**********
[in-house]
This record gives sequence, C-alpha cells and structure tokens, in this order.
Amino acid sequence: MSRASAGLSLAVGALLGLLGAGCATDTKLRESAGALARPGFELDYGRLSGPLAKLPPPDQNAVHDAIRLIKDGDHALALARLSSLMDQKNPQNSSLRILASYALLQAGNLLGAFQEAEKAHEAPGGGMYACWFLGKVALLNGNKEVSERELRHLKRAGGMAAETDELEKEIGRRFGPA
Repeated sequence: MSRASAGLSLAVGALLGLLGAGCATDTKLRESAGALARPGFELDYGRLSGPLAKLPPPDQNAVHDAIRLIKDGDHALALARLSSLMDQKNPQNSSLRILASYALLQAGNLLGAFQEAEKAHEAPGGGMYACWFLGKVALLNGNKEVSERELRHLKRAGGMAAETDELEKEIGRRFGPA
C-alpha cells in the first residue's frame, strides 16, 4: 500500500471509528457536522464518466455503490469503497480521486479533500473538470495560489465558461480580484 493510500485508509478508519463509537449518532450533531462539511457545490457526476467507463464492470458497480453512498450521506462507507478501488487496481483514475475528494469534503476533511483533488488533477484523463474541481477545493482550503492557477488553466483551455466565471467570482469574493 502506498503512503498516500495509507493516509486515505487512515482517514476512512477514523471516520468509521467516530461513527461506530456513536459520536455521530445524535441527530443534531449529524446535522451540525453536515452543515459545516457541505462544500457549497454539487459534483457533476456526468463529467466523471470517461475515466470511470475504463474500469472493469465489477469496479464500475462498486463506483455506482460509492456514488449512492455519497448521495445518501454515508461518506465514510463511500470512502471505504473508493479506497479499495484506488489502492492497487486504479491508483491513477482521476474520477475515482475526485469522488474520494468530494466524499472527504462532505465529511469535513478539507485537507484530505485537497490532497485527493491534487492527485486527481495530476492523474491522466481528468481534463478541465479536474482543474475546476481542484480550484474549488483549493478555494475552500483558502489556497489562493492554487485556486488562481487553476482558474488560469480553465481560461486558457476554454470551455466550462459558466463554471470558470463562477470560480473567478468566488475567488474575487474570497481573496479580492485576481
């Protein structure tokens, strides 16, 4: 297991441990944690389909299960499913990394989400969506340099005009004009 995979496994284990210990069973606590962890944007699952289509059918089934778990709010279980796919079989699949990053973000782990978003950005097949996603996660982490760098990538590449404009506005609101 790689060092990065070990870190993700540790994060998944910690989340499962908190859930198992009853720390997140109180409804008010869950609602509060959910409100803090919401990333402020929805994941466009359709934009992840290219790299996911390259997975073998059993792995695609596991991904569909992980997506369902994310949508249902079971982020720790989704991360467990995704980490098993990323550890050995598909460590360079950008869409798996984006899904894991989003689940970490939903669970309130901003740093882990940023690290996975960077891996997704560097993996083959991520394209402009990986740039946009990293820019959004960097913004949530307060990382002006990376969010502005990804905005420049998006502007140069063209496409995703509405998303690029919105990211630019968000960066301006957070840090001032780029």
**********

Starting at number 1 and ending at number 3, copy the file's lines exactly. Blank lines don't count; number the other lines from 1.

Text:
[in-house]
This record gives sequence, C-alpha cells and structure tokens, in this order.
Amino acid sequence: MSRASAGLSLAVGALLGLLGAGCATDTKLRESAGALARPGFELDYGRLSGPLAKLPPPDQNAVHDAIRLIKDGDHALALARLSSLMDQKNPQNSSLRILASYALLQAGNLLGAFQEAEKAHEAPGGGMYACWFLGKVALLNGNKEVSERELRHLKRAGGMAAETDELEKEIGRRFGPA